The Effect Of Temperature On Preference For Dietary Unsaturated Fatty Acids In The Djungarian Hamster (Phodopus Sungorus)

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Canadian Journal Of Zoology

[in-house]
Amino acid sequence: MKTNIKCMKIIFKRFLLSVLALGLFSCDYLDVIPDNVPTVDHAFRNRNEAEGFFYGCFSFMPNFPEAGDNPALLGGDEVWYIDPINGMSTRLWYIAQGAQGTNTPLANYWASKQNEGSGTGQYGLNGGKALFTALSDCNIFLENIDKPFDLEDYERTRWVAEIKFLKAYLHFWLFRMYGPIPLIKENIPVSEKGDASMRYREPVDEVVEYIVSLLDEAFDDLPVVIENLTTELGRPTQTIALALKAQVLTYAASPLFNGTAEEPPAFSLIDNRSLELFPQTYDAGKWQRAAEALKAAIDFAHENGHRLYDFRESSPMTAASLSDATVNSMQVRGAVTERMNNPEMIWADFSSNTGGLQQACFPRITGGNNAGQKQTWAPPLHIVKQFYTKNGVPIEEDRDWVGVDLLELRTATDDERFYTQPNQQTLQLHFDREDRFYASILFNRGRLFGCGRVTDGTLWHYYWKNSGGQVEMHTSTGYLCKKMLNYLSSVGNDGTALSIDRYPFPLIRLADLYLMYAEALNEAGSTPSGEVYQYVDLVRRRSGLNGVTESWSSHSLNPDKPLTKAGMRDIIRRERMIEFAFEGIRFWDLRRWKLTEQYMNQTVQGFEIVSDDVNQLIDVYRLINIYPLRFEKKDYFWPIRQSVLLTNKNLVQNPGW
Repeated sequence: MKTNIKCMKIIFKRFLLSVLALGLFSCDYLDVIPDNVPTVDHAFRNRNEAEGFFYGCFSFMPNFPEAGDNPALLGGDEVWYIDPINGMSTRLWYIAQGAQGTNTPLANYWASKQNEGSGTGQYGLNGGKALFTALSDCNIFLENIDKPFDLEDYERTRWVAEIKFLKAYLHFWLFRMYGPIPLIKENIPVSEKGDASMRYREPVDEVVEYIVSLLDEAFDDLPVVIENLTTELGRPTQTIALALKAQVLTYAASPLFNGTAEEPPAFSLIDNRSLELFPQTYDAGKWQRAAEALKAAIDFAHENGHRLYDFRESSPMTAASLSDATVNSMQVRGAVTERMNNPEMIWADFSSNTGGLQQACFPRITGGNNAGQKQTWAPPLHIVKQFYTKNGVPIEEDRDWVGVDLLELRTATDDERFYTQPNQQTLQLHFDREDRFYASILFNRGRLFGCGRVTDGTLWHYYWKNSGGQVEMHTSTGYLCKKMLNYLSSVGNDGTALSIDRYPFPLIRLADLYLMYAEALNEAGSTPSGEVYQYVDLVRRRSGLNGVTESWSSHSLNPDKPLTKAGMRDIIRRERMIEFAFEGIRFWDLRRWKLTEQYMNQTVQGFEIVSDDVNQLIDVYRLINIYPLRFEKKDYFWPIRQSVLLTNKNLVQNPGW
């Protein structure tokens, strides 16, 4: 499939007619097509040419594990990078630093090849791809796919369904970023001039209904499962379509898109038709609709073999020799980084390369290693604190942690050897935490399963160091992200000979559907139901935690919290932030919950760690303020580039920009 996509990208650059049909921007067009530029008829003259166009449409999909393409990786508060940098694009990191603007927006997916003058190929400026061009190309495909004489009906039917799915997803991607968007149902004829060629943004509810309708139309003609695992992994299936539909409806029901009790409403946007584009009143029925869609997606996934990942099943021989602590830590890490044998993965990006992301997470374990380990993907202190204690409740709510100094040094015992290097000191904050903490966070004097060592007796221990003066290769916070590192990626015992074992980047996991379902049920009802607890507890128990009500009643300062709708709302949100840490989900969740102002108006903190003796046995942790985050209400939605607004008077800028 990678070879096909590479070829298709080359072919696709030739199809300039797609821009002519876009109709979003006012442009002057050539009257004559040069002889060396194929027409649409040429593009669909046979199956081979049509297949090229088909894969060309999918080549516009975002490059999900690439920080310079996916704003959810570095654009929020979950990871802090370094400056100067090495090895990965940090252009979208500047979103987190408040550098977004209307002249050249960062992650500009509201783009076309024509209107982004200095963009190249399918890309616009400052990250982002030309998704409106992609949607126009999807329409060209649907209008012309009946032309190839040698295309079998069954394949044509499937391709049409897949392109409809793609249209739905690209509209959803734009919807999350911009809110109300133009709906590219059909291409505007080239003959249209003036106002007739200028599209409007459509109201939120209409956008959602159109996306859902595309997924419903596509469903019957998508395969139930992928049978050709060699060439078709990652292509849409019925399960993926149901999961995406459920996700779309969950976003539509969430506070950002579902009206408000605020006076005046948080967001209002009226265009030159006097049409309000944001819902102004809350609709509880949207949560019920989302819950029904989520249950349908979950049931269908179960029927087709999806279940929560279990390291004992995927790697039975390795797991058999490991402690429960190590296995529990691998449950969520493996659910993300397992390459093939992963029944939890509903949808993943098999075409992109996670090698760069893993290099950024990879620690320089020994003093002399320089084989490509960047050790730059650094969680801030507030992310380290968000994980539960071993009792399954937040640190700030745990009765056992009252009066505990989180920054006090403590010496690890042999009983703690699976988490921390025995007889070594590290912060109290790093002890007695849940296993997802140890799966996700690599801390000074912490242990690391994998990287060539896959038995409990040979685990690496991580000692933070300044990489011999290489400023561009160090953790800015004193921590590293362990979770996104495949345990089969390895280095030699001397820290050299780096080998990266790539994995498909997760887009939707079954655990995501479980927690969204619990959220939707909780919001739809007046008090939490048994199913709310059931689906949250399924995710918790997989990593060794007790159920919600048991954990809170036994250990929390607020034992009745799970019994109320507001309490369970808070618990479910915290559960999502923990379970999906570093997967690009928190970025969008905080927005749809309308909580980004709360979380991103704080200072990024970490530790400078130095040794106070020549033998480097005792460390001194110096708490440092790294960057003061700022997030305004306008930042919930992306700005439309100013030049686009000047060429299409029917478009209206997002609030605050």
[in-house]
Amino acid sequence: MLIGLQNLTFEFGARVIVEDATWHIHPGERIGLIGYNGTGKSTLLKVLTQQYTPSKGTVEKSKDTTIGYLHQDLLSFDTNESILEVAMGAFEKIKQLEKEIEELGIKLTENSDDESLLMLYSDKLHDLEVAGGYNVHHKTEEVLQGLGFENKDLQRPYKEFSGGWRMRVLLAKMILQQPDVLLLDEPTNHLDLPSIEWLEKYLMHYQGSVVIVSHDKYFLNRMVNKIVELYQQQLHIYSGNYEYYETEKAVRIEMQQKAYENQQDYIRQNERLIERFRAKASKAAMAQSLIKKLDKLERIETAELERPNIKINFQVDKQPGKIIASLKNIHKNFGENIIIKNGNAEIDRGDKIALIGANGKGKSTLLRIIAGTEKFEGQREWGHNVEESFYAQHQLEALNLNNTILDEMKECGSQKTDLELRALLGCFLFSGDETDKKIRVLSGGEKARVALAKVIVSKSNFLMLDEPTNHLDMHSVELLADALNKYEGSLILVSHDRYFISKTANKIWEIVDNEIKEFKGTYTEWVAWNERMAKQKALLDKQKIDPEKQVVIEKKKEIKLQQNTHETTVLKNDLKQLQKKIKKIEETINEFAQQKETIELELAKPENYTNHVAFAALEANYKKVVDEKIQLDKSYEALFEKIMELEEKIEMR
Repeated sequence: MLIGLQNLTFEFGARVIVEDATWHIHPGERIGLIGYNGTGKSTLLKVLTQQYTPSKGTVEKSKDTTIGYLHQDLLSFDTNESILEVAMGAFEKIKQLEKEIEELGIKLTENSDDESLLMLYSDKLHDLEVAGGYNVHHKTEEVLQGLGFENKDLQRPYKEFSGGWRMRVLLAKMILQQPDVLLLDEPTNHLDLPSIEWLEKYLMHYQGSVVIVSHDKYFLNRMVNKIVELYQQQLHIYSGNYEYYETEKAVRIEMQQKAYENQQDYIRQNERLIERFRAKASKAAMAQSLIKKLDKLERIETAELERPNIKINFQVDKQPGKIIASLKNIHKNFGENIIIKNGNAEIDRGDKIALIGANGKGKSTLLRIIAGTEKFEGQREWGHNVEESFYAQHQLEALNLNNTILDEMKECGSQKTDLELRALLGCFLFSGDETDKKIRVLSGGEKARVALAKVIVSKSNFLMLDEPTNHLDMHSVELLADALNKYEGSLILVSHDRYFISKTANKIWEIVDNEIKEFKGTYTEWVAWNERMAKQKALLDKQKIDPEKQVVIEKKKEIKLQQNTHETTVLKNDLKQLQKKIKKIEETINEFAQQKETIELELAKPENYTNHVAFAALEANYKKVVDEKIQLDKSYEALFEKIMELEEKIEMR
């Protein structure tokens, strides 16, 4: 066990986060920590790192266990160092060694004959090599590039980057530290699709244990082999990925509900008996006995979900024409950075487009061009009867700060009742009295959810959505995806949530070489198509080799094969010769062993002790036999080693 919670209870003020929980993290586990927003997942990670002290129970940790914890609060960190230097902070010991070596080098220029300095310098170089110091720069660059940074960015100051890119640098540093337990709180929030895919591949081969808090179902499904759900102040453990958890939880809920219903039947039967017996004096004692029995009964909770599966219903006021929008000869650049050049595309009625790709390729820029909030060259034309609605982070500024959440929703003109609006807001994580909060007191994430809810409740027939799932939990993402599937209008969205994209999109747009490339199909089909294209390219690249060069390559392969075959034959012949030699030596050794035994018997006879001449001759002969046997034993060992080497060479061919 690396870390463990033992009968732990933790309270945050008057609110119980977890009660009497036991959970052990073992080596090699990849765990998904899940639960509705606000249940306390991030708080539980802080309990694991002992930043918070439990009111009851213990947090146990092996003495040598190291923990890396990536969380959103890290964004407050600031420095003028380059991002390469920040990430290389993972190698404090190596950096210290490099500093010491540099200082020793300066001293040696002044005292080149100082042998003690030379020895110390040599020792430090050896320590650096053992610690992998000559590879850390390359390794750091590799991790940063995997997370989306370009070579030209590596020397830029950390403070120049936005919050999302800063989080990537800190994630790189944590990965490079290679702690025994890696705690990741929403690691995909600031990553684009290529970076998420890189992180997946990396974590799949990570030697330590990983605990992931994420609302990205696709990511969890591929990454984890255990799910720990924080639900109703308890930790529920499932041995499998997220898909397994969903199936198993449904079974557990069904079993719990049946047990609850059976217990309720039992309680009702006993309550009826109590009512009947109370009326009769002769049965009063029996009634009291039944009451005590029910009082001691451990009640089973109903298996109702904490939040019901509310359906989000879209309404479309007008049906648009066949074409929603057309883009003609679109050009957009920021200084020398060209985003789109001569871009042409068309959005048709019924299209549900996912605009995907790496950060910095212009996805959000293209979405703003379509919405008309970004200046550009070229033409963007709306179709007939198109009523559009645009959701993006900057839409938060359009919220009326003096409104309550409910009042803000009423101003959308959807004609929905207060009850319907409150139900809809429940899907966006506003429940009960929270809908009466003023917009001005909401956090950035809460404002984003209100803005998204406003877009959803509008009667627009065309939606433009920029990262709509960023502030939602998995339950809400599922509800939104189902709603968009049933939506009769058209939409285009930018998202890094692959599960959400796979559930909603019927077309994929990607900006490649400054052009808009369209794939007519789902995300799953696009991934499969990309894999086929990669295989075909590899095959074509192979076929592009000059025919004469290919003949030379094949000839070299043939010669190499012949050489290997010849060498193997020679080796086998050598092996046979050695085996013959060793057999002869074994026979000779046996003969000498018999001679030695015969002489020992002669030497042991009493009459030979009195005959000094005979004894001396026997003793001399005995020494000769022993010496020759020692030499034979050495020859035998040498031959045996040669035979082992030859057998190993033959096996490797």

Previous studies have shown that hibernators preparing for winter prefer a diet rich in unsaturated fat. This study was designed to determine if a daily heterotherm, the Djungarian hamster (Phodopus sungorus), shows a similar preference when given simultaneous access to two diets, one rich in saturated fat and the other rich in unsaturated fat. In two experiments, hamsters that had been exposed to short days for 8-10 weeks were exposed to 8°C for 10 days. When half of these animals were moved to a warm environment (26-29°C), they developed a significantly lower preference for the unsaturated diet than controls that remained at 8°C (P < 0.01). This difference in preference disappeared when the experimental group was returned to 8°C (P = 0.4). Although mean body temperature (Tb) was significantly lower (mean difference = 0.35°C) in experimental animals in the cold environment, most animals did not enter daily torpor at any time during the experiment. Together, these results suggest that the large decreases in core Tb accompanying torpor, originally assumed to necessitate the incorporation of unsaturated fatty acids into cell membranes of hibernators and daily heterotherms, are not necessary to stimulate changes in food choice.

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